January 25.
37 Council of Trade and Plantations to Duke of Newcastle, enclosing copies of two letters received from President Hamilton of New Jersey and Mr. Morris; minutes of council; and other papers transmitted to us from thence. By a clause in the commission to the governor of New Jersey, in case of the governor's death or absence out of the province, if no person is commissioned by H.M. to be lieut.-governor or commander-in-chief, the eldest councillor whose name is first placed in the instructions and who shall at the time of the death or absence of the governor be residing in the province of New Jersey shall take upon him the administration of the government until the governor's return or the King's further pleasure be known. By the 10th article of the King's instructions to his governor of New Jersey the place of any councillor absent above a year without the governor's leave or above two years without the King's leave shall become void. When Col. Cosby died Mr. Morris had been in England above a year without the governor's leave as appears by the report of the council of that province here enclosed. Mr. Anderson therefore being the first councillor residing in the province took upon him the government according to the King's commission and held the same until his death, when Mr. Hamilton on 31 March 1736, the next eldest councillor and who was at that time residing in the province, took the government into his hands by the advice of the council and at the same time qualified himself for the administration thereof.
On 20 October last Mr. Morris who had been absent for nearly two years from the Jerseys demanded in council there that the administration of the government should be delivered to him, which having been refused by Mr. Hamilton the present commanderin-chief of New Jersey, we acquaint you that in our opinion Mr. Hamilton being in possession of the administration of the government of New Jersey in express conformity to H.M.'s commission, he cannot without a breach of his duty give up the same to any person whatsoever until H.M.'s pleasure shall be known. We are likewise of opinion that Mr. Morris has forfeited his seat in the council of New Jersey unless he may have obtained any licence of leave unknown to us for the time he has been absent from his duty in that province and therefore very improper in his demand of the government from Mr. Hamilton.
As Mr. Morris has taken upon him in a very unwarrantable manner to issue proclamations and attempt other acts of government by which parties and divisions may be very much fomented and increased in that province we desire you will lay this affair before H.M. to receive his commands thereupon, by which the peace of the province may be restored. Signed, Fitzwalter, T. Pelham, M. Bladen, Edward Ashe, Orlando Bridgeman. 3 ½ pp. Enclosed,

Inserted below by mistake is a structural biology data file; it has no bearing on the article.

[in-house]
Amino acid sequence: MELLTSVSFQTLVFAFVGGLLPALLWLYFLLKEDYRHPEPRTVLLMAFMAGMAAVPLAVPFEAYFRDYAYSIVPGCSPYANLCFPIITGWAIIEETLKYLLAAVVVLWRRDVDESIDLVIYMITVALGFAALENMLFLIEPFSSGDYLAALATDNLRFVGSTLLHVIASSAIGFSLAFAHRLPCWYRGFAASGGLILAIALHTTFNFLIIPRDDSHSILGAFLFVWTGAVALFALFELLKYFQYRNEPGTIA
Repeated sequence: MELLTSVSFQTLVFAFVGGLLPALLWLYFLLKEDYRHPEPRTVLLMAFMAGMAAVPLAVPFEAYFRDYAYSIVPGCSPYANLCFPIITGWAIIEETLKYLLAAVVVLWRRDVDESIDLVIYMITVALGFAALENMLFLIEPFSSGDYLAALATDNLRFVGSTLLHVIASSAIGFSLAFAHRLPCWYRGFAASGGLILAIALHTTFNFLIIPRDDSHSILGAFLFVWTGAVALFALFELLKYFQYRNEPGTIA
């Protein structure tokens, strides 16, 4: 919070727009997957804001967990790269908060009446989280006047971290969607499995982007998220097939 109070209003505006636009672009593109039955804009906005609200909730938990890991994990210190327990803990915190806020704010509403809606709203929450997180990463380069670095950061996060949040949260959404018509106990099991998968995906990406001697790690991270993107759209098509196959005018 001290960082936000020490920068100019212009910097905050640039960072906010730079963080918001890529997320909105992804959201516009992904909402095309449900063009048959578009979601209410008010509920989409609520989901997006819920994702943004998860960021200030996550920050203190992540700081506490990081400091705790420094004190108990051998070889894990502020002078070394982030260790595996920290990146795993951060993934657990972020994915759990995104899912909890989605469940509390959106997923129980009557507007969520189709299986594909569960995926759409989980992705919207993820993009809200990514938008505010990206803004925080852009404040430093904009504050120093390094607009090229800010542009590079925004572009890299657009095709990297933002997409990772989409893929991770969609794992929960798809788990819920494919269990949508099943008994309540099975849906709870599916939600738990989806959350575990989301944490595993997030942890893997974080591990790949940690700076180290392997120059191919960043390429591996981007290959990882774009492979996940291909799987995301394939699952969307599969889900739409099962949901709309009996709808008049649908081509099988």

37. i. Extract of letter from President John Hamilton to Council of Trade and Plantations, 22 November 1736. [See Cal. S.P. Col. 1735–36, No. 458.] Copy. 1 p.
37. ii. Shrewsbury, New Jersey, 5 November 1736; Lewis Morris to Council of Trade and Plantations. A few days after my arrival at New York, I went to Perth Amboy in New Jersey where I stayed some time before such of the council as were alive and able to travel could be got together. I had heard that when they received an account of my arrival at Boston they had entered into a combination not to deliver to me the seals and other insignia of the government on a pretence that my place was void in council by my being absent in England. But as I went thither to solicit my restoration to an office I was deprived of by Mr. Cosby for reasons which upon a hearing were reported to be insufficient, I could not conceive that absence to be within the meaning of H.M.'s 10th and 11th instructions; and this I thought pretty clearly determined in my favour by H.M.'s additional instruction to me and did not believe they would venture to dispute an authority that to me appeared to be indisputable. Enclosed copy of minutes of council and letter or report of the four councillors show that I was not misinformed and the printed proclamation herewith sent in which they have omitted H.M.'s direction to me (which it appears by the minute of council they were not ignorant of) shows some of the lengths they have ventured to go in opposition to H.M.'s authority.